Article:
More news for Spanning Sync Refugees

First, there are lots of people who are pretty outraged by the new Spanning Sync pricing of $25/year for a subscription service or $65 for a one-time license. The people who are the most outraged are those who are intimately familiar with how buggy it is because they were beta testers. I’m in that camp myself. I no longer use Spanning Sync.

Second, I found this post talking about future pricing of gSync, which is currently in beta and plans to go commercial, but there are two important distinctions:

  1. There’s no central server involved. gSync connects directly to Google Calendar with no intermediary.
  2. They only plan to charge $20 for the download.

Finally, check out this quote from Charlie Wood of the Spanning Sync team:

“For example, another poster on this group (see
http://groups.google.com/group/spanningsync/msg/429d64a0f961092f)
explained that he thinks, “Spanning Sync is a great product,” but that
he is, “unfortunately, a supporter of open source or free software,”
and therefore won’t be buying a subscription. My point is that
regardless of the price of the service (unless it was free), he
wouldn’t have ever been a customer of ours.”

This shows a complete lack of understanding about what open source and free software is about. To be clear: NEITHER THE OPEN SOURCE NOR THE FREE SOFTWARE COMMUNITIES SPECIFY THAT SOFTWARE SHOULD NOT BE A COMMERCIAL, MONEY-MAKING PRODUCT.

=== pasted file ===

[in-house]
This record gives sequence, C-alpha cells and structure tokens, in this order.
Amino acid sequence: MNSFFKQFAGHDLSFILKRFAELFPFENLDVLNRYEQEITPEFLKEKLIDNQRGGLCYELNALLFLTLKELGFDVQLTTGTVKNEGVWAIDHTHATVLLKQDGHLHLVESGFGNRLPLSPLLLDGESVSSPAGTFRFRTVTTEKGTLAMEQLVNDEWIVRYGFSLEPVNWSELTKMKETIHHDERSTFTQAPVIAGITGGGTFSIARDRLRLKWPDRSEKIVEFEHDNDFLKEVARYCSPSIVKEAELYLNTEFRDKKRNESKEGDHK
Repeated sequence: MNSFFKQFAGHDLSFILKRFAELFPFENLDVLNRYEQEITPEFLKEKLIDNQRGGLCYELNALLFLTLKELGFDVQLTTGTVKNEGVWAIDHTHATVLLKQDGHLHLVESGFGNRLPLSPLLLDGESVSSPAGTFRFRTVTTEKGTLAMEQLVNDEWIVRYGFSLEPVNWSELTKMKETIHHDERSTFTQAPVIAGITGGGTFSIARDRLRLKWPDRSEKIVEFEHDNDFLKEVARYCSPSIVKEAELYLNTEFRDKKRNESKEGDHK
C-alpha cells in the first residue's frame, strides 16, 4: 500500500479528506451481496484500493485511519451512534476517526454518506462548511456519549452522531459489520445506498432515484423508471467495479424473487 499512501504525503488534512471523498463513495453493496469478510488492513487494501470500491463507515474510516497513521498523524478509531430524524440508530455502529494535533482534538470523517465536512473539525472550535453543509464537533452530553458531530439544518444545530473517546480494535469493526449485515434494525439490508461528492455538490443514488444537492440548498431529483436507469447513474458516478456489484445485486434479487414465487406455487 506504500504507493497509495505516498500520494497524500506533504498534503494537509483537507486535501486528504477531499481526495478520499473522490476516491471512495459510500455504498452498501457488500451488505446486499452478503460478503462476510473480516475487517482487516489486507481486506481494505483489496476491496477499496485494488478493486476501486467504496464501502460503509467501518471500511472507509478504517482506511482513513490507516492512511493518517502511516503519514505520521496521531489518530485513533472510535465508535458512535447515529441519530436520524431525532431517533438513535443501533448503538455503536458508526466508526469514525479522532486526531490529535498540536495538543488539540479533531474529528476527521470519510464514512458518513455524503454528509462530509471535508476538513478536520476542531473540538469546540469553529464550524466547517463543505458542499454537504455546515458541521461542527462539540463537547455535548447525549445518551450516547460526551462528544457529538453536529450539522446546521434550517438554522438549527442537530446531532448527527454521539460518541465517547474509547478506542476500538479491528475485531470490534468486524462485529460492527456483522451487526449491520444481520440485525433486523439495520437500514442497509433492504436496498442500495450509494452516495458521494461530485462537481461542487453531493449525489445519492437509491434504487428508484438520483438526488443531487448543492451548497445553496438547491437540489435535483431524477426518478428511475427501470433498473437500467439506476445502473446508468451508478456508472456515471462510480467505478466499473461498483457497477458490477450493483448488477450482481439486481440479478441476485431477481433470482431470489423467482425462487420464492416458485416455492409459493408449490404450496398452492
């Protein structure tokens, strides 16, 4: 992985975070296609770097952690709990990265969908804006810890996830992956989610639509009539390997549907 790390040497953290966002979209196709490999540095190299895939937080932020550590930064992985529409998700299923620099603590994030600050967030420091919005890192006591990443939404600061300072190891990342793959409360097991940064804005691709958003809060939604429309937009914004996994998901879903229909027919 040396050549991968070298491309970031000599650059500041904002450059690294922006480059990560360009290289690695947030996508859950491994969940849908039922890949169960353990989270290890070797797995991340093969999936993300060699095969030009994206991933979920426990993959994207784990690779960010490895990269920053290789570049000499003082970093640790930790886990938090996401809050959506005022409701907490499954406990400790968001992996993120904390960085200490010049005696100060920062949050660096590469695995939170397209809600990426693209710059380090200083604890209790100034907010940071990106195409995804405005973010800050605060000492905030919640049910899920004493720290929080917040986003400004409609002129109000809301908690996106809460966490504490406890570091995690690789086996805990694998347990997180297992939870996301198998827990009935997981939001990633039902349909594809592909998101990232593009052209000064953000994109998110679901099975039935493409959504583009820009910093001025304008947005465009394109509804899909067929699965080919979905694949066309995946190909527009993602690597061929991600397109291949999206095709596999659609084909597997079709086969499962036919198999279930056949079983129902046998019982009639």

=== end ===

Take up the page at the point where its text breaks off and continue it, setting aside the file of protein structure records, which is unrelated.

From the Free Software Foundation site:

You may have paid money to get copies of free software, or you may have obtained copies at no charge. But regardless of how you got your copies, you always have the freedom to copy and change the software, even to sell copies.

“Free software” does not mean “non-commercial”. A free program must be available for commercial use, commercial development, and commercial distribution. Commercial development of free software is no longer unusual; such free commercial software is very important.

And, from the Open Source Initiative website:

“How do I make money on software if I can’t sell my code?

You can sell your code. Red Hat does it all the time.”

Also, *I* am a supporter of free *and* open source software, and regularly pay for software, as do most people who have to get actual work done using tools for which there is no free/open alternative. “Free and Open” does NOT mean “no money changes hands”.

Please, if you’re a software developer, put some due dilligence into this, and if you’re a free/open source software supporter, try to work with the community on better relaying the message, because after, like, 20 years, people should’ve started to get this by now.

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